Does a Consumer Have a Right to Know Inferences Regarding Their Personal Information?

Mar 21, 2022 Published Article

Opinion No. 20-303

The California Consumer Privacy Act (“CCPA”) is the most expansive set of privacy laws to date in the United States and provides California residents with varied controls regarding the personal information retained by businesses that are within the confines of the CCPA.  These rights include: the right to know what personal information a business collects about them, as well as how the business uses and shares the information; the right to opt out of the sale of their personal information; the right to non-discrimination for opting to exercise consumer rights under the CCPA; and the right to delete personal information that a business collects.

In Opinion No. 20-303, Assemblymember Kevin Kiley posed a question to the California Attorney General’s office (California AG), as to whether a consumer’s right to know, as granted under the CCPA, applies to internally generated references that a business holds about the consumer from internal or external information sources.  For the purposes of the CCPA, an inference is “the derivation of information, data, assumptions, or conclusions from facts, evidence, or another source of information or data.”  Seemingly simple data about a consumer can lead to powerful inferences, such as whether a consumer is a homeowner, a voter, or married.

In analyzing whether a consumer’s right to know extends to inferences, the California AG examined the plain language of the text of the CCPA.  Based on the reach of “personal information” as discussed in the CCPA, the California AG interprets this as including inferences when two conditions exist: the inference is drawn from any of the information identified in the subdivision; and the inference is used to create a profile about a consumer.  Notably, the Opinion of the California AG states that once a business has made an inference about a consumer, the inference becomes personal information that can be used beyond what the consumer may intend or expect.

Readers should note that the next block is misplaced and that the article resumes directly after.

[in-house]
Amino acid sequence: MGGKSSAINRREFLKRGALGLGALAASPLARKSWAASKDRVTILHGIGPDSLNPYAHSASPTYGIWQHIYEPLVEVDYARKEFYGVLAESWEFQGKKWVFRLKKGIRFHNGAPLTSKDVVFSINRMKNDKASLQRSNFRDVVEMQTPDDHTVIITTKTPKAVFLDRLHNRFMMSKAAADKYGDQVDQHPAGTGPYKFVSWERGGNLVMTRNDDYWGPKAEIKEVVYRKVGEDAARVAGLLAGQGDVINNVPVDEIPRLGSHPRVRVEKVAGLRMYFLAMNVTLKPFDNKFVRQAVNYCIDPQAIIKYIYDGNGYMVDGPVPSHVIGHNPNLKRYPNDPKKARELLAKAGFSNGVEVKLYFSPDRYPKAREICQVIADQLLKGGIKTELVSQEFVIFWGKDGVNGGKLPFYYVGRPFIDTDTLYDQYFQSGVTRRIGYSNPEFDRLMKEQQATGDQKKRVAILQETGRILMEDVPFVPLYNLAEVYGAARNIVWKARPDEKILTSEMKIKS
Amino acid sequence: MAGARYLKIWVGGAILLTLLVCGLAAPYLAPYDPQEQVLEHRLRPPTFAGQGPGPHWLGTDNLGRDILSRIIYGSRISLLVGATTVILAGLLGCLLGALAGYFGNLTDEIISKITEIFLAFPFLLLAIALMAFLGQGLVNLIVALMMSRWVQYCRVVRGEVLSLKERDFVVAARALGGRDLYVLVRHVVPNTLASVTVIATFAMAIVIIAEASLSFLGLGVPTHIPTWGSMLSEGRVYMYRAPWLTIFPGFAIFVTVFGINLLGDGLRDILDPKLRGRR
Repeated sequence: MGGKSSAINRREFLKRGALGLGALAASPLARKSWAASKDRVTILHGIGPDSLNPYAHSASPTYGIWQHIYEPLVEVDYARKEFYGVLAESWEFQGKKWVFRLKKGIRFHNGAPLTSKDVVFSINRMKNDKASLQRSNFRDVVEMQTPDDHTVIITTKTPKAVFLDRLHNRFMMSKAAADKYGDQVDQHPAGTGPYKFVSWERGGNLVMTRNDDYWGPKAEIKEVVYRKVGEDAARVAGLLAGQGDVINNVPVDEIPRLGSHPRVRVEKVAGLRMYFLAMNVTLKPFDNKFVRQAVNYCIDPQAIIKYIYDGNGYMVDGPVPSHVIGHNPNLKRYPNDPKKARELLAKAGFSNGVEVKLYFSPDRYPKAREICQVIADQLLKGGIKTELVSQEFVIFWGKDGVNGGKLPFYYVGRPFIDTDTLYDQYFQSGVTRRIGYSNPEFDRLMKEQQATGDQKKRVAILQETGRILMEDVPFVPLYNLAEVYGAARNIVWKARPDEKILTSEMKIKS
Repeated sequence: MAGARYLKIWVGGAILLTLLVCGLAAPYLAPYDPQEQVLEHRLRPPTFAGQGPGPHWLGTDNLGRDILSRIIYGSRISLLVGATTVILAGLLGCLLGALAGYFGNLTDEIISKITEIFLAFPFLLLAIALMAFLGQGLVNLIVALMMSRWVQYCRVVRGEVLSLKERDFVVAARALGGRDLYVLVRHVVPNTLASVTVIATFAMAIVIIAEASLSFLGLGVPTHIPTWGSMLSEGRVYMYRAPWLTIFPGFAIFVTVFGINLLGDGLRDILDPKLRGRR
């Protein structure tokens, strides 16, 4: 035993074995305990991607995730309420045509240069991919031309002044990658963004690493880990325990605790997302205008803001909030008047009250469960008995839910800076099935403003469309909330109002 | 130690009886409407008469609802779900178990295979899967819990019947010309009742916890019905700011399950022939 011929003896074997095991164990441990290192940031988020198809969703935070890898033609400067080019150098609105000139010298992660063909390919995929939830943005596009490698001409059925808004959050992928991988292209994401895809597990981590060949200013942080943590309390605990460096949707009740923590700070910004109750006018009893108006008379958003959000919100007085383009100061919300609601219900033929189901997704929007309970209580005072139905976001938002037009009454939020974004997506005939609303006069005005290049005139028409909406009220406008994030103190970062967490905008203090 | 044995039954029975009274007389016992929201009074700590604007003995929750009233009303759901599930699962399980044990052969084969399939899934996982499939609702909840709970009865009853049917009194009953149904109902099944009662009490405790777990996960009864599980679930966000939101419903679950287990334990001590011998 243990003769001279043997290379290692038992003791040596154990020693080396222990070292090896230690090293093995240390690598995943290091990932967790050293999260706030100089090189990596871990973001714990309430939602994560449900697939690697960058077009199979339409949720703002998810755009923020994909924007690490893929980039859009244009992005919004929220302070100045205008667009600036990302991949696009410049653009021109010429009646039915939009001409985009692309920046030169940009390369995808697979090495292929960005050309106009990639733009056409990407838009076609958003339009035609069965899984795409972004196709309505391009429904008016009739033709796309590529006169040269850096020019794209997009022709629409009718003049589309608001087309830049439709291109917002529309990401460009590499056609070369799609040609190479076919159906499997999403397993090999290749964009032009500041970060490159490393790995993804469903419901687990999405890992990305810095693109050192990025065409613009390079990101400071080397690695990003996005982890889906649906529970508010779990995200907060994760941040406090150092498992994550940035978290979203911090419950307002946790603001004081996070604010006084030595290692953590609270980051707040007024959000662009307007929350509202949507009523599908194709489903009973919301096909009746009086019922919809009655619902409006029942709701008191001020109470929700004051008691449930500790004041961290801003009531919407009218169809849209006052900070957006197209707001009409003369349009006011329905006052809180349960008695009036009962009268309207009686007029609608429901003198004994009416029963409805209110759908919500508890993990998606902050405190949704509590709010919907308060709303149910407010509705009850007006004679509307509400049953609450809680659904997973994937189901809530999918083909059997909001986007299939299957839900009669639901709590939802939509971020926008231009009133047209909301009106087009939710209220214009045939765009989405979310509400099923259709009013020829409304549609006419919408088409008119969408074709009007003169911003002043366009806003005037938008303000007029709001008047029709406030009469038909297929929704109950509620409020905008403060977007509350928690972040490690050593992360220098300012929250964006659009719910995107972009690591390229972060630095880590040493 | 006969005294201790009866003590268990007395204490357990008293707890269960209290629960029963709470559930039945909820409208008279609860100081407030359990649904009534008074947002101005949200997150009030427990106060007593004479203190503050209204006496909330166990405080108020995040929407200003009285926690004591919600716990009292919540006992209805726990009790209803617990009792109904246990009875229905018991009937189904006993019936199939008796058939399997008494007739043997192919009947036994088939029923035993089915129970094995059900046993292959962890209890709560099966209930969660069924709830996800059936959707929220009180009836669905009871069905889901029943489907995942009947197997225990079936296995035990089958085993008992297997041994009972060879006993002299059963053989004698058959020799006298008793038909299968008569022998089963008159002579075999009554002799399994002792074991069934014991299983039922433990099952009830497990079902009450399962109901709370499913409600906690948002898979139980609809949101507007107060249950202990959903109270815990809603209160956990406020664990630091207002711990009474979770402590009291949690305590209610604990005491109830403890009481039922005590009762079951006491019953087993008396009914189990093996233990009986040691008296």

The legislative intent of the CCPA was also considered when determining whether inferences fall within a consumer’s “right to know.”  The Senate Judiciary Committee’s analysis of the bill contemplating the CCPA focused on the dangers of business collecting swaths of information from consumers without providing sufficient knowledge to the consumers about the uses of this information.

However, the Opinion notes that the CCPA does not require that businesses disclose their trade secrets.  The language of the CCPA reveals that intellectual property is protected.  When a trade secret exists, the CCPA will not require that it be disclosed to a consumer, although the business must explain the nature of the information and the basis for a denial of a request due to a conflict with federal or state law, or an exception to the CCPA.

The conclusion of the Opinion provides that the consumer does have a right to know internally generated inferences about that consumer, unless a business is able to show that an exception to the CCPA applies.

What Should My Company Do?

It is more important than ever for businesses to become well-acquainted with the CCPA and the California Privacy Rights Act (“CPRA”).  Businesses should ensure that they are undergoing the proper protocols with respect to consumers’ personal information and are compliant with both the CCPA and CPRA if they are subject to its requirements.  The CCPA is currently in effect and the CPRA will officially go into effect on January 1, 2023, with a 12-month lookback period that commenced on January 1, 2022.

How Newmeyer Dillion Can Help

Newmeyer Dillion can assist with achieving full compliance with the CCPA and CPRA.  Our attorneys are available for consultation by contacting our office at 949-854-7000.